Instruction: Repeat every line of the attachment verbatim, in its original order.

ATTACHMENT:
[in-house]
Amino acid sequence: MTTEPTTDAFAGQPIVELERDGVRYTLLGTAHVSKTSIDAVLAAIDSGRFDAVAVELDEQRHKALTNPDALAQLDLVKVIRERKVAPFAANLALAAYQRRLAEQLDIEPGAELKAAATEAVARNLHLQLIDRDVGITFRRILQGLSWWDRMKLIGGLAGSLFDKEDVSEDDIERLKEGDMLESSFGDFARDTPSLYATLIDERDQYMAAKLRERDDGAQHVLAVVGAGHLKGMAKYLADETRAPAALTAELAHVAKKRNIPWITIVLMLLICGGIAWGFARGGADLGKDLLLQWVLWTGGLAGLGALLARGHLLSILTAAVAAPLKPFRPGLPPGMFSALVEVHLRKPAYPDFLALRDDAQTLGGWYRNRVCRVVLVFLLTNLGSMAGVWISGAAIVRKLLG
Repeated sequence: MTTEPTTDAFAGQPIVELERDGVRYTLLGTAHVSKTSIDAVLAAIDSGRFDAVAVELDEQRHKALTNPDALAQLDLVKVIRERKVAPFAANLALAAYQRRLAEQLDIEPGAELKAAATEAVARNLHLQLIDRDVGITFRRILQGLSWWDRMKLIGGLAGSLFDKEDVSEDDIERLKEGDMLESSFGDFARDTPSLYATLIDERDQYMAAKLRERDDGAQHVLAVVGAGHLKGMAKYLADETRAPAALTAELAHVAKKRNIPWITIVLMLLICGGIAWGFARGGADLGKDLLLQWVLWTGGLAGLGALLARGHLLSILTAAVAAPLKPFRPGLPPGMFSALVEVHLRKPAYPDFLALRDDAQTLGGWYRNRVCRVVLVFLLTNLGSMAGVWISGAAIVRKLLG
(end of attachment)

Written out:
[in-house]
Amino acid sequence: MTTEPTTDAFAGQPIVELERDGVRYTLLGTAHVSKTSIDAVLAAIDSGRFDAVAVELDEQRHKALTNPDALAQLDLVKVIRERKVAPFAANLALAAYQRRLAEQLDIEPGAELKAAATEAVARNLHLQLIDRDVGITFRRILQGLSWWDRMKLIGGLAGSLFDKEDVSEDDIERLKEGDMLESSFGDFARDTPSLYATLIDERDQYMAAKLRERDDGAQHVLAVVGAGHLKGMAKYLADETRAPAALTAELAHVAKKRNIPWITIVLMLLICGGIAWGFARGGADLGKDLLLQWVLWTGGLAGLGALLARGHLLSILTAAVAAPLKPFRPGLPPGMFSALVEVHLRKPAYPDFLALRDDAQTLGGWYRNRVCRVVLVFLLTNLGSMAGVWISGAAIVRKLLG
Repeated sequence: MTTEPTTDAFAGQPIVELERDGVRYTLLGTAHVSKTSIDAVLAAIDSGRFDAVAVELDEQRHKALTNPDALAQLDLVKVIRERKVAPFAANLALAAYQRRLAEQLDIEPGAELKAAATEAVARNLHLQLIDRDVGITFRRILQGLSWWDRMKLIGGLAGSLFDKEDVSEDDIERLKEGDMLESSFGDFARDTPSLYATLIDERDQYMAAKLRERDDGAQHVLAVVGAGHLKGMAKYLADETRAPAALTAELAHVAKKRNIPWITIVLMLLICGGIAWGFARGGADLGKDLLLQWVLWTGGLAGLGALLARGHLLSILTAAVAAPLKPFRPGLPPGMFSALVEVHLRKPAYPDFLALRDDAQTLGGWYRNRVCRVVLVFLLTNLGSMAGVWISGAAIVRKLLG